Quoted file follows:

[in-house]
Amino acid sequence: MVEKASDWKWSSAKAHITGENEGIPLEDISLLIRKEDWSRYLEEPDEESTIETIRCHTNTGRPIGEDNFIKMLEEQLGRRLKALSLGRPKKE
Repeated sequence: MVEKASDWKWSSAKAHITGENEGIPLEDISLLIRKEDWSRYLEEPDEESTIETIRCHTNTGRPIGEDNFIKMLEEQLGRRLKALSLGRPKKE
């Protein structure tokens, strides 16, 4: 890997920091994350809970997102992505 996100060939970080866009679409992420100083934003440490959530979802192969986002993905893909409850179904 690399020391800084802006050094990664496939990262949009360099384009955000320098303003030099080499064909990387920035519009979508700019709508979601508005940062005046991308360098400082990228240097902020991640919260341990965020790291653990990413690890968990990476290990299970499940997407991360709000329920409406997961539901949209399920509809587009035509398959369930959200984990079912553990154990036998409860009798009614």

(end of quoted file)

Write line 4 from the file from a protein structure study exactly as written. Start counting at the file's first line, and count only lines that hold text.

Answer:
């Protein structure tokens, strides 16, 4: 890997920091994350809970997102992505 996100060939970080866009679409992420100083934003440490959530979802192969986002993905893909409850179904 690399020391800084802006050094990664496939990262949009360099384009955000320098303003030099080499064909990387920035519009979508700019709508979601508005940062005046991308360098400082990228240097902020991640919260341990965020790291653990990413690890968990990476290990299970499940997407991360709000329920409406997961539901949209399920509809587009035509398959369930959200984990079912553990154990036998409860009798009614």